The Newcomers (TV series)

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The Newcomers was a late 1960s BBC soap opera which dealt with the subject of a London family, the Coopers, who moved to a housing estate in the fictional country town of Angleton. It was broadcast in bi-weekly half-hour episodes from 5 October 1965 until 28 November 1969. It was initially produced by Verity Lambert.

In the series, a fictional light industrial manufacturing company called Eden Brothers decides to relocate to the rural location. There are conflicts with the older members of the existing community, as well as some lighter moments as urbanites encounter "country characters". Many of the relocated workers have trouble living outside the city. As the series progresses, problems on the factory floor spill over into the community. Throughout this the Coopers strive to raise their daughter and two sons, who are having their own issues.

The show was recorded principally in the BBC's West London studios, mainly Riverside 1, and also at BBC Birmingham Studios, with external scenes filmed in Haverhill, a town in South-west Suffolk, which itself expanded rapidly in the 1950s and 1960s through residents moving from London. The cast included several actors who later achieved wider fame, including Alan Browning (later seen in Coronation Street), Maggie Fitzgibbon, Judy Geeson, Jenny Agutter and Wendy Richard. The theme music was composed by John Barry. In two episodes the group Jimmy Powell and the Five Dimensions were featured and appeared at the pub. (They were billed as "the New Dimensions")They performed their new Decca 45 'I Just Can't Get Over You'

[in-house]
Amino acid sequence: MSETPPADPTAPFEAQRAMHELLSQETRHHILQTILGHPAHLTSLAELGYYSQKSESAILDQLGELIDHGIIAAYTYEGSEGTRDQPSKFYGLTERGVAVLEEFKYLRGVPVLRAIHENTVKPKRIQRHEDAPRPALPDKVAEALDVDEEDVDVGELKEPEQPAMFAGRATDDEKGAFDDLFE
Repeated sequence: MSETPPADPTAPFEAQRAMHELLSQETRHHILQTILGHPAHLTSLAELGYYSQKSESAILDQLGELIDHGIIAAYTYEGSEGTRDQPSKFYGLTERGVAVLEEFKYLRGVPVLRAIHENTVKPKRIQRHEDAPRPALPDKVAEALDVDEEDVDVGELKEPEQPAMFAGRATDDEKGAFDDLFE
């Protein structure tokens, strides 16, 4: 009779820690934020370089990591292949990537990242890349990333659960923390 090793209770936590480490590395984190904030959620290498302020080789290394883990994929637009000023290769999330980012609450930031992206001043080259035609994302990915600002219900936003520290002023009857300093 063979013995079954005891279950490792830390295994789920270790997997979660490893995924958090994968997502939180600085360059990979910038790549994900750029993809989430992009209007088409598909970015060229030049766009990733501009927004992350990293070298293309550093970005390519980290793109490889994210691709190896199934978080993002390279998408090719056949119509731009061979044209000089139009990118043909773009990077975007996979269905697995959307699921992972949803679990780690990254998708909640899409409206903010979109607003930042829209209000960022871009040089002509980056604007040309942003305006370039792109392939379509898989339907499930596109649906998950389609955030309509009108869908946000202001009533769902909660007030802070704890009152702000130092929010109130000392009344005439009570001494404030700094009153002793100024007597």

The Cooper and Harker families were the initial focus of the series. The on-screen sudden death of the character of Ellis Cooper led to a gradual shift away from the Coopers, who by the end of the serial barely featured.

A change of the managing director of Eden Bros to Andrew Kerr heralded the arrival of his daughter Kirsty, played by Jenny Agutter, but only during her school holidays.

Only three editions are known to have survived in the BBC's Archives:

  • Episode 59 – Original transmission 26 April 1966.
  • Episode 172 – Original transmission 26 May 1967.
  • Episode 222 – Original transmission 7 December 1967.


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